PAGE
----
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U.S. track star Jesse Owens made history at the 1936 Berlin Olympics 75 years ago, when he destroyed Adolf Hitler's myth of Aryan supremacy by winning four gold medals. But his feat also set in motion a decades-old mystery, about a unique gift Owens and other Olympic champions received from Hitler.
In 1936, the German Olympic Committee gave athletes an oak sapling for each gold medal they won. The U.S. team received 24 such saplings; Owens came home with four of them. One of Owens' trees towers over Rhodes High School in Cleveland, where he trained. There is no plaque marking it, but track coach Tyrone Owens says it has long been a source of pride.
"Several track coaches have sent champions down to the state meet over the last 70, 80 years," he says. "And we always have taken pictures when the kid places down state, underneath this tree."
Coach Owens is a distant relative of Jesse Owens, and he says it's a happy coincidence that he's spent 31 years here as a teacher and a coach. While alumni come and pick acorns, and occasional visitors drive to see the huge oak, Tyrone Owens says that not everyone cares.
"To the regular student body, it's just a tree. Just a tree," he says. "We try to push it through athletics. It's a very important piece of history that sits here in Cleveland, Ohio."
While this tree is a part of history, what happened to Owens' other oaks is probably better thought of as legend. Some say one died. The University of Southern California had an oak in honor of the 4x100 meter relay team, on which Owens won his fourth medal.
Another tree was said to be planted at the Cleveland home of Jesse Owens' mother, but it fell when the house came down in the 1960s. And in the film Jesse Owens Returns to Berlin, Owens himself explains that there's one more.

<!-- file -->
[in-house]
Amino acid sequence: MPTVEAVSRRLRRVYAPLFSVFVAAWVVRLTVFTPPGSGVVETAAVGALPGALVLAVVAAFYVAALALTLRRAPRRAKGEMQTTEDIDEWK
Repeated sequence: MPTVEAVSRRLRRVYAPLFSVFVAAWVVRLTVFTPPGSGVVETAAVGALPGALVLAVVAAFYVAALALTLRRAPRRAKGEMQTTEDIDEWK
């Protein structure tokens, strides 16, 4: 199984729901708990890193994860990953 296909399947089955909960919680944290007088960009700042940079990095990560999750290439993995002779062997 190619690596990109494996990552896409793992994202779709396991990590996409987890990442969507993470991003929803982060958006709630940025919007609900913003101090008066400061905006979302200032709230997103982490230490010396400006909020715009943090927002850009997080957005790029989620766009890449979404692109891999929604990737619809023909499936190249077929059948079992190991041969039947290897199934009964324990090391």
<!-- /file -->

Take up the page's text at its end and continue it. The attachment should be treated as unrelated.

"And one stands among the cherished mementos on All-American Row at Ohio State University, where I spent my college days," he says in the film.
But there is no oak at Ohio State's All-American Row on the Columbus campus, and the school has no record of Owens ever planting a tree there.
Jim Constandt, who wrote a book about the trees, says that only four of the U.S. team's 24 Olympic trees are thought to be alive. Some died; some athletes threw them away or hid them because of their association with Hitler. Few records were kept and, Constandt says, there may well be undocumented Olympic trees out there.
"Well, the basketball team," Constandt says, "they cut cards to see who's going to plant it. Somebody planted it, but where they planted it no one knows. And the same with Jesse Owens' trees. I think nobody knows for sure the status of the four trees."
An English oak near Ohio State's library has long been rumored to be the lost Owens tree. And arborists determined it is the same species, age and size as the famous oak in Cleveland.
The university wants to prove the tree's identity by comparing its DNA with other Olympic trees. OSU forestry professor Davis Sydnor says he's banking on the theory that the original seedlings all came from one, or maybe two, parent trees.
"If they are that closely related," Sydnor says, "then DNA testing can come pretty close to saying it's from this group of trees. You know, that this one is found."
Sydnor has cloned the Owens tree in Cleveland. He hopes to clone the Ohio State tree, too, if its link to Jesse Owens and the Berlin Olympics can be proven.
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